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An Unplanned Pilgrimage
By
Jim Brennan
Source: St. Anthony Messenger magazine
Published: Sunday, January 13, 2013
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Chances are, as many American Catholics associate Notre Dame with a university in South Bend, Indiana, as they do with Our Lady. Some may even wonder why a cathedral in Paris was named after a football team with a fighting leprechaun as a mascot. Fewer still are likely to be familiar with the Basilica of Notre Dame de Fourvière in Lyon, France. Admittedly, I was one of those in the dark until an inadvertent discovery on a recent vacation.

Our adventure started out as planned, with a few days in Paris, visiting many of the popular attractions including the Louvre, Arc de Triomphe, and Luxembourg Gardens. When we arrived at the Cathedral of Notre Dame, it was immediately apparent why it is the most visited site in the city, even outranking the Eiffel Tower. Simply observing the 14th-century cathedral’s twin 228-foot towers—sculpted portals that portray scriptural themes and stained-glass artistry—makes it impossible to imagine a more magnificent structure anywhere on earth. And we hadn’t yet left Paris.

An Unexpected Find
We escaped the City of Light before our credit cards exceeded their limit and drove to Lyon for a two-day stopover, unaware of what was in store for us. Though Lyon is the second-largest city in France, it is much more manageable to sightsee. The neighborhood of Veiux (“Old”) Lyon dates back to the medieval and Renaissance era, with narrow cobblestone streets that snake up a steep hill where the Basilica of Notre Dame de Fourvière sits atop, watching over the city.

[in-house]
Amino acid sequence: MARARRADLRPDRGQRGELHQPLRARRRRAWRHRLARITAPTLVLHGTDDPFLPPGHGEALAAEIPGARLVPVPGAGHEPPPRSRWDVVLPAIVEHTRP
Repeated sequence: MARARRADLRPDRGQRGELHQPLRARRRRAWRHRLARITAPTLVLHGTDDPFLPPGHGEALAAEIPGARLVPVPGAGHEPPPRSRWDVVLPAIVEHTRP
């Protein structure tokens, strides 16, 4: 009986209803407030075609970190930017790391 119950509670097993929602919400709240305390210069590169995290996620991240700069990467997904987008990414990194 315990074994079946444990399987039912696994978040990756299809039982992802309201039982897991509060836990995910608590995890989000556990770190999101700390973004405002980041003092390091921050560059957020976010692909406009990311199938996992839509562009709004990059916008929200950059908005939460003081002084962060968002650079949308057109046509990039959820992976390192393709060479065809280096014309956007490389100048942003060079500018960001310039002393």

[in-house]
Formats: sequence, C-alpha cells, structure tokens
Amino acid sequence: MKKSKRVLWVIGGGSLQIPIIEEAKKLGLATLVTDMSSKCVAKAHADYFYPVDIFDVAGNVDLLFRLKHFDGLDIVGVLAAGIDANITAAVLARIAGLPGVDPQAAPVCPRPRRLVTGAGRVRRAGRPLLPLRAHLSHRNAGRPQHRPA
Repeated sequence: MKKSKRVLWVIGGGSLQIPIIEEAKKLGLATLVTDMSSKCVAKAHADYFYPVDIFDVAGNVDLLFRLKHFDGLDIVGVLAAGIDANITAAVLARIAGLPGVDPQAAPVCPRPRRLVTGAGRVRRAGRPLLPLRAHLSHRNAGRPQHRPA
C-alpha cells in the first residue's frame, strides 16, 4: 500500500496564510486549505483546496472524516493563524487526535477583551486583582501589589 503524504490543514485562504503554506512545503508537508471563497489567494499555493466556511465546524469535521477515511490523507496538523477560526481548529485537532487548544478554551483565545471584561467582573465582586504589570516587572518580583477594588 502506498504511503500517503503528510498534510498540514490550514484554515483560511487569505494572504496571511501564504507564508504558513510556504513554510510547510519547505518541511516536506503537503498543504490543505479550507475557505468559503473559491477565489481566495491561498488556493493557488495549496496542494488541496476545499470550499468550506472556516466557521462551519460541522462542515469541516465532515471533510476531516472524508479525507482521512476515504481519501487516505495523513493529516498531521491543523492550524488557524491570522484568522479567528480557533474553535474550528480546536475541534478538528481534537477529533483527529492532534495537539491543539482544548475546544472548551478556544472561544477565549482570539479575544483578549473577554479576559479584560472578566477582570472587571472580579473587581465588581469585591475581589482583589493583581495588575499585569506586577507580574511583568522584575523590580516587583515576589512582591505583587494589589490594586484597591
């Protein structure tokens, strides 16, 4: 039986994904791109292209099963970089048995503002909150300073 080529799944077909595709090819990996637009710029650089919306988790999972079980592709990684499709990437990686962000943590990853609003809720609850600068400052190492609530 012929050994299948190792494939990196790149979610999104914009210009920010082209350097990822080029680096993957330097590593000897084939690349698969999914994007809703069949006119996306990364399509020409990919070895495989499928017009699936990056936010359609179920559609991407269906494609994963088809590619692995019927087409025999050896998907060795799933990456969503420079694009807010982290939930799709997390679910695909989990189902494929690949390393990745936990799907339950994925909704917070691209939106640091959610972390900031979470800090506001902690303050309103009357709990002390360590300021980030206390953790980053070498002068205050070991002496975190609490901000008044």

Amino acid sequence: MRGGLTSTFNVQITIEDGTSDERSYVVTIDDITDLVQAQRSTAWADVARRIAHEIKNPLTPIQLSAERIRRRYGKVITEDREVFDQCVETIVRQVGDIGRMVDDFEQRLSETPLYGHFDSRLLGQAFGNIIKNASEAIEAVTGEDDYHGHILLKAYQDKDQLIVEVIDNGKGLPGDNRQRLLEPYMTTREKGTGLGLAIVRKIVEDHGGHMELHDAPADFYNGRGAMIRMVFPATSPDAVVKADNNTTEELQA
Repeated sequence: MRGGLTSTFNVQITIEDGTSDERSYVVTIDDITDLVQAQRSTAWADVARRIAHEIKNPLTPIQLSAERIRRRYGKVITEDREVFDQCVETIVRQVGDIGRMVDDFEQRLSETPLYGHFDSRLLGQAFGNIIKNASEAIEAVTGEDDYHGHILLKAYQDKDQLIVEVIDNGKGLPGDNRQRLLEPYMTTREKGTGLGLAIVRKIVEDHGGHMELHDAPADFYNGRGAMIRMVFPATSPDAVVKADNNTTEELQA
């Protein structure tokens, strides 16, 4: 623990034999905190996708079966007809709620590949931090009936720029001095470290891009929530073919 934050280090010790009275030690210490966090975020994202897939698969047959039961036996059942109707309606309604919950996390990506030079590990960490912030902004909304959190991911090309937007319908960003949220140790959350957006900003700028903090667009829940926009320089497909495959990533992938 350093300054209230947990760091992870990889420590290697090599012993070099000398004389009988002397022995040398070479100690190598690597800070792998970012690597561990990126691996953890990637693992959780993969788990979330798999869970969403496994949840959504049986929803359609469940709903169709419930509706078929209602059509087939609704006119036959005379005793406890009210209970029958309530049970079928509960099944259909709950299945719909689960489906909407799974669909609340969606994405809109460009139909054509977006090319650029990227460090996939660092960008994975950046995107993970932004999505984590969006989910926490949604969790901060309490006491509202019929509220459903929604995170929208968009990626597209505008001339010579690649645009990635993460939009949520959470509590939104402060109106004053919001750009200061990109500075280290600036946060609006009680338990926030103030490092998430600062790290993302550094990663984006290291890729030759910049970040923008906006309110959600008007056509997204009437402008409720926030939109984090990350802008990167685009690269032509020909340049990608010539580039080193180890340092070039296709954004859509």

Around 1870, the bishop of Lyon vowed to build the basilica if the city was spared by the Prussians, who had taken over Paris and were progressing south to Lyon. Their halt and retreat were attributed by the Church to the intercession of the Virgin Mary. Construction of the basilica began in 1872 and took 12 years. Mary had previously been credited with saving the city from the endemic cholera sweeping Europe in 1823. Each year on December 8, the feast of the Immaculate Conception, residents pay tribute to the Virgin Mary with the lighting of candles throughout the city in what is referred to as the Fête des Lumières, or the Festival of Lights.

The basilica does not compare in size or stature to the cathedral in Paris, but its intimacy is mesmerizing. The structure has four main towers and a bell tower at the apse end, topped with a gilded statue of the Virgin Mary. The basilica is made up of two churches: the ornate upper church dedicated to Mary and the lower, simpler church dedicated to her husband, Joseph. Outside the church is a large patio with spectacular views overlooking the city. On a clear day, Mont Blanc, the highest point in Europe, can be seen in the distance.

Intricate mosaics and art depicting Church history include scenes from the Council of Ephesus declaring Mary the Mother of God in 431, Joan of Arc hearing messages from Mary and rallying the French against the English at the Siege of Orleans in 1429, and Louis XIII offering the crown of France to the Virgin Mary. Rather than a crucifix above the altar, which we’ve been accustomed to seeing throughout our lives, stands a striking statue of Mary holding the baby Jesus. My wife, Joanne, and I agreed it was the most Mary-centric church we’d ever entered.

We went downstairs to explore the chapel dedicated to Joseph. As soon as we got to the bottom of the winding marble stairway, we were struck by a large painting of Our Lady of Czestochowa. After 30 years in the home where we raised our children, we had recently moved to Bucks County, Pennsylvania, and adopted the National Shrine of Our Lady of Czestochowa as our new church. We had no idea our transformational journey had just begun.

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